Where the iPhone XS really shines is Video. 4K 60fps is still a luxury in Smartphones these days, so to have it is still great, but now finally with Stereo audio recording really perfects what is, without a doubt, the best video recording from a Smartphone, that much can be confidently stated.
Front Camera … a different story
Whether this gets fixed in a software update, we certainly hope so, but it’s as clear as it gets that Apple is applying some kind of smoothening effect to all Selfie pictures. Easy way to prove this, place your hand over the Camera lens, let it focus on your hands, and you’ll see a much sharper version of your face between your fingers, remove your hand, you’ll be able to visually watch your face smoothen, incredibly odd.
Is it a deal breaker? No. Do I look like someone else? No, but I do look like I’ve been applied with some shading or make-up, which for a guy, ain’t a good look. These kind of affects aren’t new on Smartphones, but they’re typically a Setting, not the default that can’t be switched off.
UPDATE: Apple has confirmed they’re “looking in to this”, so a fix in a software update may be possible, as it’s clearly software
If all a Smartphone came down to was how powerful its CPU was in synthetic benchmarks, or the level of graphical improvements over a devices predecessor, the iPhone would be, as it is in these, in a league of its own, sure it’s not massive CPU level improvement but GPU and Neural Engine improvements are massive … but, that’s not what makes performance!
App launch times, boot times, are all what you’d expect, the fastest you can get from an iPhone and it does those operations in a mostly smooth environment, which is, well, what you’d expect right! However, even with iOS 12 and it’s (alleged) improvements, even an iPhone XS experiences a number of UI stutters, lag in areas, which just wasn’t the case back in the good ol’ iOS 6 days, but alas, think we’re just going to have to accept Apple simply either don’t care, or, worse, don’t notice, to fix these things. That’s not to say Android is much better, even the Pixel devices lag, especially after a few months of use, where a factory reset is all you can do to return to out of the box performance.
But, most don’t notice. For the majority, as in the 99.9%, this is the fastest iPhone, this is the smoothest iPhone, and will be for a very long time, which is something you can’t say about every phone. But, that iPhone X from last year ain’t doing too bad with iOS 12, so bare that in mind.
Pros and Cons
The iPhone XS is a great iPhone, and, after 7 straight days of using, plus that eighth day I’m not including where you just set the thing up, I have to say it’s one of the best iPhone models we’ve used.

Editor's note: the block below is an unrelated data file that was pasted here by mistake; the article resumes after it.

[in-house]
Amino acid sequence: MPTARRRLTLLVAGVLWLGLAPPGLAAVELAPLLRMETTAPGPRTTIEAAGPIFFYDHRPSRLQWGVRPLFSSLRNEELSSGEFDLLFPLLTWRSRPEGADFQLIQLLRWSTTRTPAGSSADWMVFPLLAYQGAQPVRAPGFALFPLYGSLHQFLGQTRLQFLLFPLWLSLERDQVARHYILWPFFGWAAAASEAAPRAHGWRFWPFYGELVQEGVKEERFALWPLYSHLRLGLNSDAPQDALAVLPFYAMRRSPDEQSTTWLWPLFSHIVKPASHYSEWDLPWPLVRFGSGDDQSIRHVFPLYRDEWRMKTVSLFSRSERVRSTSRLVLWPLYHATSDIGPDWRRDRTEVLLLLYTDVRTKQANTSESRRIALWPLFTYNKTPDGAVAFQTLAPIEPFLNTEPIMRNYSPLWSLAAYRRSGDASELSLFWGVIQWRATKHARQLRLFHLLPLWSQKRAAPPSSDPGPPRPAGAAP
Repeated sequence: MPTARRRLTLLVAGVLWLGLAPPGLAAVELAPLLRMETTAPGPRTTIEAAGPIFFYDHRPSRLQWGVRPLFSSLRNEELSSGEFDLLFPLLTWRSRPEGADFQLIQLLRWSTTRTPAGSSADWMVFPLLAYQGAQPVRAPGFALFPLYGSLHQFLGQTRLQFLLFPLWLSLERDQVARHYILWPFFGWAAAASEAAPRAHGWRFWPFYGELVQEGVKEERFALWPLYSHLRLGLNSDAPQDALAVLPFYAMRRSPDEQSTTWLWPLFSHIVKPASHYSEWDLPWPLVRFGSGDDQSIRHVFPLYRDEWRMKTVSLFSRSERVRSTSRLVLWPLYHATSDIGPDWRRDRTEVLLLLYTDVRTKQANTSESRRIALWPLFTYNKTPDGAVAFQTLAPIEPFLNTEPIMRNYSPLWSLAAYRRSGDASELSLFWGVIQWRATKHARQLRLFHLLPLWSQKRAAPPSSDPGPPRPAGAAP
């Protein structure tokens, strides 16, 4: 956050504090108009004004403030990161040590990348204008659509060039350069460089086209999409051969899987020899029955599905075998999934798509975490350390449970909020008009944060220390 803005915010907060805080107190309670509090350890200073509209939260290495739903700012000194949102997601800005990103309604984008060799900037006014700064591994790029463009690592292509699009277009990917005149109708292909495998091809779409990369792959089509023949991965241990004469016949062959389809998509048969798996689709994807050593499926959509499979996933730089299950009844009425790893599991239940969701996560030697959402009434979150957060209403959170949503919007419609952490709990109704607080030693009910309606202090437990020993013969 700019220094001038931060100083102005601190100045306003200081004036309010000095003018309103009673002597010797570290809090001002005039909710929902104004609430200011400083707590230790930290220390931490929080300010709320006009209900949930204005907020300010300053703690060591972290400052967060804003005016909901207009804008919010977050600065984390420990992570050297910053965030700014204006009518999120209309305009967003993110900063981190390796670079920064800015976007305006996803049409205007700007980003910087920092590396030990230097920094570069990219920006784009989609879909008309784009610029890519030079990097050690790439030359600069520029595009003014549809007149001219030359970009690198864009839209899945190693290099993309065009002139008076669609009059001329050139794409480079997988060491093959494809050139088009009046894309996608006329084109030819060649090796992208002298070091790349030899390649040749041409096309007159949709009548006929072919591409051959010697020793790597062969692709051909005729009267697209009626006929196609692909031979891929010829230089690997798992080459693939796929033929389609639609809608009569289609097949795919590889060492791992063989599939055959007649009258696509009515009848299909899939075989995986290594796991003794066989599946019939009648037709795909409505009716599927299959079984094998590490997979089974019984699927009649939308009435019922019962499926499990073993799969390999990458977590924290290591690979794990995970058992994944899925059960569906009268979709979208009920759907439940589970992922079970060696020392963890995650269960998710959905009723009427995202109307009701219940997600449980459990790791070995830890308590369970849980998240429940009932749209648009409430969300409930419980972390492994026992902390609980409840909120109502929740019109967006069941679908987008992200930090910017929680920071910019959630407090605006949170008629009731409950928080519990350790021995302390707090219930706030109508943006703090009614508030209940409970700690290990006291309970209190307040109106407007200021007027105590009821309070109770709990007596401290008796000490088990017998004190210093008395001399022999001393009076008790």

But, it ain’t perfect, and here’s a few things we like and don’t, that we’ve noticed in this brief period of time;
- That screen is beautiful, easily the best feature upgrading from an iPhone 8
- The design looks great, whilst we’re no Gold fans, you can’t deny all options look great
- The speakers are incredible. Seriously, even compared to the iPhone X, they’re louder, more bass to them, very impressed. Plus, they’re much more centre aligned. Hard to explain, but it’s very noticeable in a fantastic immersive way
- Face ID has been fantastic, seriously, as surprised as you might be to read that. Reason why we never got the iPhone X last year was fears of it sucking, and, it just … doesn’t
- We didn’t mention it much, but … yeah, we’re an Animoji sucker too, and Memoji is great
- App and Game performance is about as good as you can get (ones that have been updated or coded well do anyway, looking at you Pokémon GO)
- The Camera hump at the back is unforgivable and the worst feature of this, and last years X without a shadow of a doubt, not to mention it’s even slightly taller on this.
- The notch will either bother you to no end, or be something you can accept and put up with, one thing you don’t do is forget it’s there. Everyone who say that are just wrong.
- The edges where the stainless-steel frame separates from the glass is pretty sharp, which can make the phone very uncomfortable to hold sometimes.
- It’s heavy! Okay, it’s not a literal brick, but this is easily one of the heaviest phones you can buy today, we don’t mind the thickness as it helps to grip in your hand better, but dat weight yo
- The front facing Camera needs fixing in a software update, in photos we mean. It’s garish, and very noticeable.
So, what do we think of the iPhone XS after a solid week of using the device as our daily driver? Well, it may look like we’re rather mixed, based on the high number of Cons we listed, but those are kinks we don’t like, could add to the billions of people who complain that there’s no Headphone adapter in a phone starting at £999, but you know that already. The fact is, hardly anyone buys their Smartphones out right, and as I write this it’s cheaper to get the iPhone XS Max on Contracts than the Note 9, but if you do, yeah it’s pricey, but you do get one of the best phones for… a number of things, and that’s good.
Do we recommend the iPhone XS? Well, fall in to any of these categories and absolutely, it’s a fantastic phone, if not, then it’s probably not worth bothering for you, especially if you have last years iPhone X. So, if you have an iPhone 8 or earlier and you’re ready to take the plunge to the Face ID world and want the very best, not happy, or bored, with Android and want the best offered on iOS, this will be a great upgrade, but if the price is a bit much for you, or you want a bit more colour, or both, it might be worth waiting for the iPhone XR in October.